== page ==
We have teamed up with the Courtney at the Community Harvest Food Hub to bring you information on how to eat local and to connect our readers with local farmers. Check them out on Facebook or on their website.
Over the last decade, Northeast Ohio has seen an explosion in interest in local food – Ashtabula County is no exception. There have been county-wide efforts to increase access and education surrounding local foods, ranging from cooking classes to new farmers markets.
What is local? The USDA doesn’t have a strict definition for local foods, and the strictest guidelines consider local to be products grown within 30 miles of where they’re consumed. Ashtabula County is a big place – encompassing over 700 square miles. To travel from Conneaut, our furthest point in the northeast, to Windsor, the furthest point in the south-west takes 47 minutes and covers 43 miles.
The most typical range seems to be 100 miles. For our county, this gives us access to a huge portion of our region, stretching west of Cleveland, east of Jamestown, NY, and just south of Pittsburgh, PA. There’s a lot of food in that 100-mile radius, and it comes from every category of the USDA’s agricultural census. Within our county’s borders, you can find locally-grown vegetables, fruit, grains, nuts, seeds, meat, poultry, fish, eggs, dairy, honey and maple syrup. Using season extension techniques, growers are able to produce fresh foods a full ten months of the year.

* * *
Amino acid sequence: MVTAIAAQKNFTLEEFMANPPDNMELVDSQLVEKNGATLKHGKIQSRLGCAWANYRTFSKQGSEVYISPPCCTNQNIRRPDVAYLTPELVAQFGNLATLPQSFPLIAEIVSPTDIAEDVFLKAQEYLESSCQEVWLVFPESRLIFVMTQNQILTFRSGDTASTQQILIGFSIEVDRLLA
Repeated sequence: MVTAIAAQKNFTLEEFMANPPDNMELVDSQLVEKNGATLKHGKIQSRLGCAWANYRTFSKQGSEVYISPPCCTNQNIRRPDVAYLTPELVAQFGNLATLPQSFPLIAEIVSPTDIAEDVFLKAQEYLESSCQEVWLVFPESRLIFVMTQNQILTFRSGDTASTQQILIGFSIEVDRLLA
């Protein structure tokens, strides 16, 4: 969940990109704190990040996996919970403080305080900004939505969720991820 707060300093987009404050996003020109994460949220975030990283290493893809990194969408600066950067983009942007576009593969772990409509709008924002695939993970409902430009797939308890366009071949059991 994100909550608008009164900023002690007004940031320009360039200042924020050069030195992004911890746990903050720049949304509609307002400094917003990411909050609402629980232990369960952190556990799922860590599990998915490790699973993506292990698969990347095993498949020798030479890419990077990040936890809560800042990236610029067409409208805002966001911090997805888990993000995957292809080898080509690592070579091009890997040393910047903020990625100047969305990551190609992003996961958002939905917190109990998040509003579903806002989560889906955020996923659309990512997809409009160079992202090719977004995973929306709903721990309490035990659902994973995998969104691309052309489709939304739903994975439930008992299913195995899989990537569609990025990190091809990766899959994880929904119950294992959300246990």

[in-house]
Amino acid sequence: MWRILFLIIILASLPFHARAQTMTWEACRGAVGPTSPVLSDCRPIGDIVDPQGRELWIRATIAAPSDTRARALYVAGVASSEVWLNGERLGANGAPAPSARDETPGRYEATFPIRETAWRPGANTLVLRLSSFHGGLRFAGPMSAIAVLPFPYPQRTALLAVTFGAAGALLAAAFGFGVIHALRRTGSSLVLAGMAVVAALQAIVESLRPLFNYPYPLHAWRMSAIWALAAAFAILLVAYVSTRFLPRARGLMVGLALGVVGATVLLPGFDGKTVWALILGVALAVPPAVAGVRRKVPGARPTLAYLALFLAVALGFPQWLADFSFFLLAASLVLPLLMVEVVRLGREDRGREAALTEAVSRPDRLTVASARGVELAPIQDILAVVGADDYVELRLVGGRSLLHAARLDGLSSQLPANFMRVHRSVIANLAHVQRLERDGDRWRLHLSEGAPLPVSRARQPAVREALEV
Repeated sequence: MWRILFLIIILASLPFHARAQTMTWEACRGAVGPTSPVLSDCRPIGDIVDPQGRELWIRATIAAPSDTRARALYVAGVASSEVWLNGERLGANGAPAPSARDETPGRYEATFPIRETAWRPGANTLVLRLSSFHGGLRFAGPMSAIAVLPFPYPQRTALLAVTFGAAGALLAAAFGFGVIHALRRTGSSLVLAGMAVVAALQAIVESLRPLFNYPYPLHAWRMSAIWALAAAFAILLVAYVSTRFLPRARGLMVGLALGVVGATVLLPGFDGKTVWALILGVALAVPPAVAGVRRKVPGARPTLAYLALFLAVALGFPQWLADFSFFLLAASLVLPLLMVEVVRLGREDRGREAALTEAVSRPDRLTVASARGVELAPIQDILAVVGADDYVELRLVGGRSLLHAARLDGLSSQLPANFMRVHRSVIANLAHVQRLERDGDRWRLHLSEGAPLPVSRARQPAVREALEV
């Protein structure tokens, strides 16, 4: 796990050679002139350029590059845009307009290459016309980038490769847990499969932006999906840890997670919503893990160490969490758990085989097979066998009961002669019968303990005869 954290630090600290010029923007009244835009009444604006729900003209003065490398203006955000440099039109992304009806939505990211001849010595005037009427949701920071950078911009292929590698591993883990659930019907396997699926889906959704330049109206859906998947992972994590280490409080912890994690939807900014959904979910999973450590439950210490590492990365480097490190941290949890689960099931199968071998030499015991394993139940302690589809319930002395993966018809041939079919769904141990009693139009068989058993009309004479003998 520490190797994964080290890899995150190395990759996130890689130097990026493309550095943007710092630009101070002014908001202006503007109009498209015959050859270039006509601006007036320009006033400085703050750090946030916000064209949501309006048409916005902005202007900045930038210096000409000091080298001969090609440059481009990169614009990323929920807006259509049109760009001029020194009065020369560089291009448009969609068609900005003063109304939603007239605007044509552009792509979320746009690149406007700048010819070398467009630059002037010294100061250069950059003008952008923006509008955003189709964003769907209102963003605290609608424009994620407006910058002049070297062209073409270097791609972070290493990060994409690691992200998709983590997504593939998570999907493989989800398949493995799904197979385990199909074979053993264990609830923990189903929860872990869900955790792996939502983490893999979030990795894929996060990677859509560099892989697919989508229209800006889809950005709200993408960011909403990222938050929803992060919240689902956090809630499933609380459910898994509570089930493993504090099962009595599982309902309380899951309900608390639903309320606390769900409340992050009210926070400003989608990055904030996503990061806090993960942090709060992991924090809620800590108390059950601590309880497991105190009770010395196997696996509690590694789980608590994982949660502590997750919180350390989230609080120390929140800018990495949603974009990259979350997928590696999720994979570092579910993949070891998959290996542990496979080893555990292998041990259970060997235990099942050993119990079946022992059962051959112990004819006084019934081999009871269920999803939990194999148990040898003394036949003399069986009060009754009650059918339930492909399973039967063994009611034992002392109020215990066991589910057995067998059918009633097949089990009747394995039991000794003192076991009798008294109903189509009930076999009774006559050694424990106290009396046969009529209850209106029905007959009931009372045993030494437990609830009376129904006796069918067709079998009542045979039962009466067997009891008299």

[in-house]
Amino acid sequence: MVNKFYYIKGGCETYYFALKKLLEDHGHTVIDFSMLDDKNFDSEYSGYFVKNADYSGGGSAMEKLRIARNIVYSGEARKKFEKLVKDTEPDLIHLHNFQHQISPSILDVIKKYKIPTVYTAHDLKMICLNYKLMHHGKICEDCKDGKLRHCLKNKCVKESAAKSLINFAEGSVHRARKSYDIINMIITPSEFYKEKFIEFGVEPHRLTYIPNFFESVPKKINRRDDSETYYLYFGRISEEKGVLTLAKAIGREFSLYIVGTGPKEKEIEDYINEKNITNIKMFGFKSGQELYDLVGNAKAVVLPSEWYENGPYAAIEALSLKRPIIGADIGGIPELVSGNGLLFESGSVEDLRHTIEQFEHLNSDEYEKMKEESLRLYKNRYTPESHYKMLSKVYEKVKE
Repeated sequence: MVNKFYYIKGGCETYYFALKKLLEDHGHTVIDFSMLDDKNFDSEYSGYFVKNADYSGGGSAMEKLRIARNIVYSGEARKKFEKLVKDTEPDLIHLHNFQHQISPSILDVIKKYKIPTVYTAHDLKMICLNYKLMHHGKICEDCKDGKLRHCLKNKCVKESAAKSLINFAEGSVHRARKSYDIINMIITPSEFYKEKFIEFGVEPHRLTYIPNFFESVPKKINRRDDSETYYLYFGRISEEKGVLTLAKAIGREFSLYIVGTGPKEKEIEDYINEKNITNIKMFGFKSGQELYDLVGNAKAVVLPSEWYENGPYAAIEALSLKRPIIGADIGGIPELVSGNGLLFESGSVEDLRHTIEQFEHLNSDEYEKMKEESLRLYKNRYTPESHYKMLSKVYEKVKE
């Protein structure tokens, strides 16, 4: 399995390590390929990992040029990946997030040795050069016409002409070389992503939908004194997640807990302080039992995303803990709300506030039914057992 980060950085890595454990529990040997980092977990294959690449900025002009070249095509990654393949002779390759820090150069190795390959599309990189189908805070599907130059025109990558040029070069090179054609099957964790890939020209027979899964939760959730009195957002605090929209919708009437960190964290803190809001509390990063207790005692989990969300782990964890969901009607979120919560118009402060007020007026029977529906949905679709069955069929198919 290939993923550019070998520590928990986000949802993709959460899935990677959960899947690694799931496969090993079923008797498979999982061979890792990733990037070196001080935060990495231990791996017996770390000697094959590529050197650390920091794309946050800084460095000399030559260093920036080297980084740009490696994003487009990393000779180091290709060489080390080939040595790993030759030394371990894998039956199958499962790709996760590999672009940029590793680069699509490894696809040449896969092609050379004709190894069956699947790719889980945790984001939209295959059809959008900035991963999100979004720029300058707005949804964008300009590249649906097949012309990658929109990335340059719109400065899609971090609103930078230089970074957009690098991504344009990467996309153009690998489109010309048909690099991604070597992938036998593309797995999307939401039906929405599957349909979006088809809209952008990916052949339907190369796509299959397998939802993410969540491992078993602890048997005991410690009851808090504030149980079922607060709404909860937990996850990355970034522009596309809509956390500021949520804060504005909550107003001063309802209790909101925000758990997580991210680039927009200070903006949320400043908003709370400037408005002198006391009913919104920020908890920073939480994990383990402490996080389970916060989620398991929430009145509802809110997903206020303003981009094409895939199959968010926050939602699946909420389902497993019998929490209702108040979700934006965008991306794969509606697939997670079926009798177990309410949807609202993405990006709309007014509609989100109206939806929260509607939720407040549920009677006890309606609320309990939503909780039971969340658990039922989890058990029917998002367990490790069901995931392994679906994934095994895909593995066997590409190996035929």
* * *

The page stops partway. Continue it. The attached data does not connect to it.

Why buy local? The reasons to buy locally are as varied as the products that can be purchased! Purchasing locally grown foods benefit our economy by putting money directly into the pockets of local farmers. Foods are fresher, taste better, and are more nutrient-dense because they’re harvested at peak ripeness, and travel significantly less distance to your plate. Most importantly, buying local food allows you to know more about how your food was produced, from the seeds used to the harvesting techniques.
How can we buy local? Our favorite expression is “Friend a farmer!” There are more than 60 growers in Ashtabula County producing local food, and they love to connect with local customers. Our county features several farmers markets, a food hub, and restaurants that purchase local ingredients for their menus.
In the coming months, we’ll be sharing the best of Ashtabula local foods, from seasonal ingredients and recipes to growers that produce the best food you’ll ever taste.
-Courtney Johnson, Community Harvest Food Hub